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Background Respiratory syncytial virus (RSV) infections are common in adults, but data describing the cost of RSV-associated hospitalization are lacking due to inconsistency in diagnostic coding and incomplete case ascertainment. We evaluated costs of RSV-associated hospitalization in adult patients with laboratory-confirmed, community-onset RSV. Methods We included adults ≥ 18 years of age admitted to three hospital systems in New York during two RSV seasons who were RSV-positive by polymerase chain reaction (PCR) and had more than or equal to two acute respiratory infection symptoms or exacerbation of underlying cardiopulmonary disease. We abstracted costs from hospital finance systems or converted hospital charges to cost using cost-charge ratios. We converted cost into 2020 US dollars and extrapolated to the United States. We used a generalized linear model to determine predictors of hospitalization cost, stratified by admission to intensive care units (ICU). Results Cost data were available for 79% (601/756) of eligible patients. The mean total cost of hospitalization was $8403 (CI95 $7240–$9741). The highest costs were those attributed to ICU services $7885 (CI95 $5877–$10,240), whereas the lowest were radiology $324 (CI95 $275–$376). Other than longer length of stay, predictors of higher cost included having chronic liver disease (odds ratio [OR] 1.38 [CI95 1.05–1.80]) for patients without ICU admission and antibiotic use (OR 1.49 [CI95 1.10–2.03]) for patients with ICU admission. The annual US cost was estimated to be $1.2 (CI95 0.9–1.4) billion. Conclusion The economic burden of RSV hospitalization of adults ≥ 18 years of age in the United States is substantial. RSV vaccine programs may be useful in reducing this economic burden.
Background: Respiratory syncytial virus related acute respiratory infection (RSV-ARI) constitutes a substantial disease burden in adults with comorbidities. We aimed to identify all studies investigating the disease burden of RSV-ARI in this group. Methods: We estimated the incidence, hospitalization rate, and in-hospital case fatality ratio (hCFR) of RSV-ARI in adults with comorbidities based on a systematic review of studies published between January 1996 and March 2020. We also investigated the association between RSV-ARI and any comorbidity in adults. Meta-analyses based on random effects model were carried out. Results: Overall, 20 studies were included. The annual incidence rate of RSV-ARI in adults with any comorbidity was 37.6 (95% confidence interval [CI], 20.1-70.3) per 1000 persons per year in industrialized countries and the seasonal incidence rate was 28.4 (11.4-70.9) per 1000 persons per season. The hCFR in industrialized countries was 11.7% (5.8%-23.4%). There were no studies in developing countries. There were insufficient data to generate the meta-estimate of hospitalization rate. The likelihood of experiencing RSV-ARI for those with any comorbidity compared to those without was estimated to be 4.1 (odds ratio [OR], 1.6-10.4) and 1.1 (OR, 0.6-1.8) from studies using univariable and multivariable analysis respectively. Conclusion: The disease burden of RSV-ARI among adults with comorbidity is substantial with limited data available.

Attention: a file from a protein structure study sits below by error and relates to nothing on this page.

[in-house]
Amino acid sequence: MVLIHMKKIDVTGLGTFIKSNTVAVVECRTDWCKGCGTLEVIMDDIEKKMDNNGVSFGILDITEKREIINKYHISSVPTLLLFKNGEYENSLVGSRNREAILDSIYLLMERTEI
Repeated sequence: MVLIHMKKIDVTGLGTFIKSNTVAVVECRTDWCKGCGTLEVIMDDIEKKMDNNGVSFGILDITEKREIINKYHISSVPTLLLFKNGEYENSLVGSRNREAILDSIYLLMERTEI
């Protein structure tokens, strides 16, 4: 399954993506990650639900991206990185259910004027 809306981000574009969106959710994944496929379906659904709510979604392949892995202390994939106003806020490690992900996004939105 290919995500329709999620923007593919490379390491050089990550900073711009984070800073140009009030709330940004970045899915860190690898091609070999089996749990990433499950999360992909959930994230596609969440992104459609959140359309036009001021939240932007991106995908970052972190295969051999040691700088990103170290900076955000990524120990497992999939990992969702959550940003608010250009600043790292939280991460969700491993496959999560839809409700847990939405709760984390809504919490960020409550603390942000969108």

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Information on respiratory viruses in subtropical region is limited. Incidence, mortality, and seasonality of influenza (Flu) A/B, respiratory syncytial virus (RSV), adenovirus (ADV), and parainfluenza viruses (PIV) 1/2/3 in hospitalized patients were assessed over a 15-year period (1998–2012) in Hong Kong. Male predominance and laterally transversed J-shaped distribution in age-specific incidence was observed. Incidence of Flu A, RSV, and PIV decreased sharply from infants to toddlers; whereas Flu B and ADV increased slowly. RSV conferred higher fatality than Flu, and was the second killer among hospitalized elderly. ADV and PIV were uncommon, but had the highest fatality. RSV, PIV 2/3 admissions increased over the 15 years, whereas ADV had decreased significantly. A “high season,” mainly contributed by Flu, was observed in late-winter/early-spring (February–March). The “medium season” in spring/summer (April–August) was due to Flu and RSV. The “low season” in late autumn/winter (October–December) was due to PIV and ADV. Seasonality varied between viruses, but predictable distinctive pattern for each virus existed, and temperature was the most important associating meteorological variable. Respiratory viruses exhibit strong sex- and age-predilection, and with predictable seasonality allowing strategic preparedness planning. Hospital-based surveillance is crucial for real-time assessment on severity of new variants.